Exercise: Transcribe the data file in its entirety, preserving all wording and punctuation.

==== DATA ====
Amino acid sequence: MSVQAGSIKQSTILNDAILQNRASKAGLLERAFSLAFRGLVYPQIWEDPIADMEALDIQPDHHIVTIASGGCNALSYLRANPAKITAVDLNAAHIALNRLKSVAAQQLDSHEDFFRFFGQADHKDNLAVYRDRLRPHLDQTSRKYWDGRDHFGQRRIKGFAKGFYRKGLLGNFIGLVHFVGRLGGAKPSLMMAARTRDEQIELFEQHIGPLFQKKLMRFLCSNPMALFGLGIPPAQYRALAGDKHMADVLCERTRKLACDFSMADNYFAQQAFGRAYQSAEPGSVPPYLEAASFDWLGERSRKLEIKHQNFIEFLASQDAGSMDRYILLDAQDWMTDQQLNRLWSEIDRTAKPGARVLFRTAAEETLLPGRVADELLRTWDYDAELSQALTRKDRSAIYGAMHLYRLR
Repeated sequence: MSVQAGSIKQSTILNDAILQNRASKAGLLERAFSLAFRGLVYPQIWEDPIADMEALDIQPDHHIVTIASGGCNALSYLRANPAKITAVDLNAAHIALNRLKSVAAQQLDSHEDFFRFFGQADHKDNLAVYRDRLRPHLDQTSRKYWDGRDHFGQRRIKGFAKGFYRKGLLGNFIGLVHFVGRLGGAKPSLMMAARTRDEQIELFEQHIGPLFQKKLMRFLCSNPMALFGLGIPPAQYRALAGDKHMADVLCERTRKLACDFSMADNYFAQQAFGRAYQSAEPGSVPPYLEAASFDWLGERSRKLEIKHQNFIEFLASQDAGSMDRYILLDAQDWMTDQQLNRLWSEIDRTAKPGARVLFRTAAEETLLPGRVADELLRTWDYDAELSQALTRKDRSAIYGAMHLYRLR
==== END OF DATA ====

Amino acid sequence: MSVQAGSIKQSTILNDAILQNRASKAGLLERAFSLAFRGLVYPQIWEDPIADMEALDIQPDHHIVTIASGGCNALSYLRANPAKITAVDLNAAHIALNRLKSVAAQQLDSHEDFFRFFGQADHKDNLAVYRDRLRPHLDQTSRKYWDGRDHFGQRRIKGFAKGFYRKGLLGNFIGLVHFVGRLGGAKPSLMMAARTRDEQIELFEQHIGPLFQKKLMRFLCSNPMALFGLGIPPAQYRALAGDKHMADVLCERTRKLACDFSMADNYFAQQAFGRAYQSAEPGSVPPYLEAASFDWLGERSRKLEIKHQNFIEFLASQDAGSMDRYILLDAQDWMTDQQLNRLWSEIDRTAKPGARVLFRTAAEETLLPGRVADELLRTWDYDAELSQALTRKDRSAIYGAMHLYRLR
Repeated sequence: MSVQAGSIKQSTILNDAILQNRASKAGLLERAFSLAFRGLVYPQIWEDPIADMEALDIQPDHHIVTIASGGCNALSYLRANPAKITAVDLNAAHIALNRLKSVAAQQLDSHEDFFRFFGQADHKDNLAVYRDRLRPHLDQTSRKYWDGRDHFGQRRIKGFAKGFYRKGLLGNFIGLVHFVGRLGGAKPSLMMAARTRDEQIELFEQHIGPLFQKKLMRFLCSNPMALFGLGIPPAQYRALAGDKHMADVLCERTRKLACDFSMADNYFAQQAFGRAYQSAEPGSVPPYLEAASFDWLGERSRKLEIKHQNFIEFLASQDAGSMDRYILLDAQDWMTDQQLNRLWSEIDRTAKPGARVLFRTAAEETLLPGRVADELLRTWDYDAELSQALTRKDRSAIYGAMHLYRLR